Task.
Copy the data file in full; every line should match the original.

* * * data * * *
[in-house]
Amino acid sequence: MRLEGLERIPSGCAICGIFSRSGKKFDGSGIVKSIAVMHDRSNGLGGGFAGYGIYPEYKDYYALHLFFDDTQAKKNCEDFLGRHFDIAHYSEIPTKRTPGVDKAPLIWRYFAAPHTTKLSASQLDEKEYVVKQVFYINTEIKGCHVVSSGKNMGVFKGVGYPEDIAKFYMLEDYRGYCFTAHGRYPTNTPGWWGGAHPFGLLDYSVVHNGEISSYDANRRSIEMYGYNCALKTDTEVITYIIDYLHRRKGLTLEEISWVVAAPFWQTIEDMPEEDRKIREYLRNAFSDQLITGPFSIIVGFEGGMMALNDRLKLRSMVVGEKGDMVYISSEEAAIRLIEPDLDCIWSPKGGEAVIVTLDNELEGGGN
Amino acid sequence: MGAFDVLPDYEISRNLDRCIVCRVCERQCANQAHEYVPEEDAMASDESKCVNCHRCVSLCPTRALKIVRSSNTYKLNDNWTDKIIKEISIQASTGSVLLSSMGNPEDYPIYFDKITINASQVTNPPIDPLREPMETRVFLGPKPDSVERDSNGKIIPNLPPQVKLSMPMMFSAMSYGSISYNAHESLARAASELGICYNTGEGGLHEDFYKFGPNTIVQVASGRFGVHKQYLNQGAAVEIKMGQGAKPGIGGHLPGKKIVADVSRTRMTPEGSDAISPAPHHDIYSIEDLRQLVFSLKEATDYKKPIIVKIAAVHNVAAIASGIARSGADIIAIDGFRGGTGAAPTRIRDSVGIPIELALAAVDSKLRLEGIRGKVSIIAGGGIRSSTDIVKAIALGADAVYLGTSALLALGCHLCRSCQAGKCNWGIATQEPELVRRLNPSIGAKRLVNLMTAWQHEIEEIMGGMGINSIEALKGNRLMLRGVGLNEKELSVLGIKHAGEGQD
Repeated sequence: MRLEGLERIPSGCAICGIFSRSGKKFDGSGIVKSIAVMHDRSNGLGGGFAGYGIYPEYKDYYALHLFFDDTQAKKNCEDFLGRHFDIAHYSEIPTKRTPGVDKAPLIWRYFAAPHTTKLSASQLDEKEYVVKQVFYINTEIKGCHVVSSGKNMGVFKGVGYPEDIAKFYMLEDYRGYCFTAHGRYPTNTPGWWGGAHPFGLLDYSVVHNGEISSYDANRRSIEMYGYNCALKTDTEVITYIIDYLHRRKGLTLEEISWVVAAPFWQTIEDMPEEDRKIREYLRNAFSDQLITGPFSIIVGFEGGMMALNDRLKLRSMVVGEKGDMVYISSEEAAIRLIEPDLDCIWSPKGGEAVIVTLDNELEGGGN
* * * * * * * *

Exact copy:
[in-house]
Amino acid sequence: MRLEGLERIPSGCAICGIFSRSGKKFDGSGIVKSIAVMHDRSNGLGGGFAGYGIYPEYKDYYALHLFFDDTQAKKNCEDFLGRHFDIAHYSEIPTKRTPGVDKAPLIWRYFAAPHTTKLSASQLDEKEYVVKQVFYINTEIKGCHVVSSGKNMGVFKGVGYPEDIAKFYMLEDYRGYCFTAHGRYPTNTPGWWGGAHPFGLLDYSVVHNGEISSYDANRRSIEMYGYNCALKTDTEVITYIIDYLHRRKGLTLEEISWVVAAPFWQTIEDMPEEDRKIREYLRNAFSDQLITGPFSIIVGFEGGMMALNDRLKLRSMVVGEKGDMVYISSEEAAIRLIEPDLDCIWSPKGGEAVIVTLDNELEGGGN
Amino acid sequence: MGAFDVLPDYEISRNLDRCIVCRVCERQCANQAHEYVPEEDAMASDESKCVNCHRCVSLCPTRALKIVRSSNTYKLNDNWTDKIIKEISIQASTGSVLLSSMGNPEDYPIYFDKITINASQVTNPPIDPLREPMETRVFLGPKPDSVERDSNGKIIPNLPPQVKLSMPMMFSAMSYGSISYNAHESLARAASELGICYNTGEGGLHEDFYKFGPNTIVQVASGRFGVHKQYLNQGAAVEIKMGQGAKPGIGGHLPGKKIVADVSRTRMTPEGSDAISPAPHHDIYSIEDLRQLVFSLKEATDYKKPIIVKIAAVHNVAAIASGIARSGADIIAIDGFRGGTGAAPTRIRDSVGIPIELALAAVDSKLRLEGIRGKVSIIAGGGIRSSTDIVKAIALGADAVYLGTSALLALGCHLCRSCQAGKCNWGIATQEPELVRRLNPSIGAKRLVNLMTAWQHEIEEIMGGMGINSIEALKGNRLMLRGVGLNEKELSVLGIKHAGEGQD
Repeated sequence: MRLEGLERIPSGCAICGIFSRSGKKFDGSGIVKSIAVMHDRSNGLGGGFAGYGIYPEYKDYYALHLFFDDTQAKKNCEDFLGRHFDIAHYSEIPTKRTPGVDKAPLIWRYFAAPHTTKLSASQLDEKEYVVKQVFYINTEIKGCHVVSSGKNMGVFKGVGYPEDIAKFYMLEDYRGYCFTAHGRYPTNTPGWWGGAHPFGLLDYSVVHNGEISSYDANRRSIEMYGYNCALKTDTEVITYIIDYLHRRKGLTLEEISWVVAAPFWQTIEDMPEEDRKIREYLRNAFSDQLITGPFSIIVGFEGGMMALNDRLKLRSMVVGEKGDMVYISSEEAAIRLIEPDLDCIWSPKGGEAVIVTLDNELEGGGN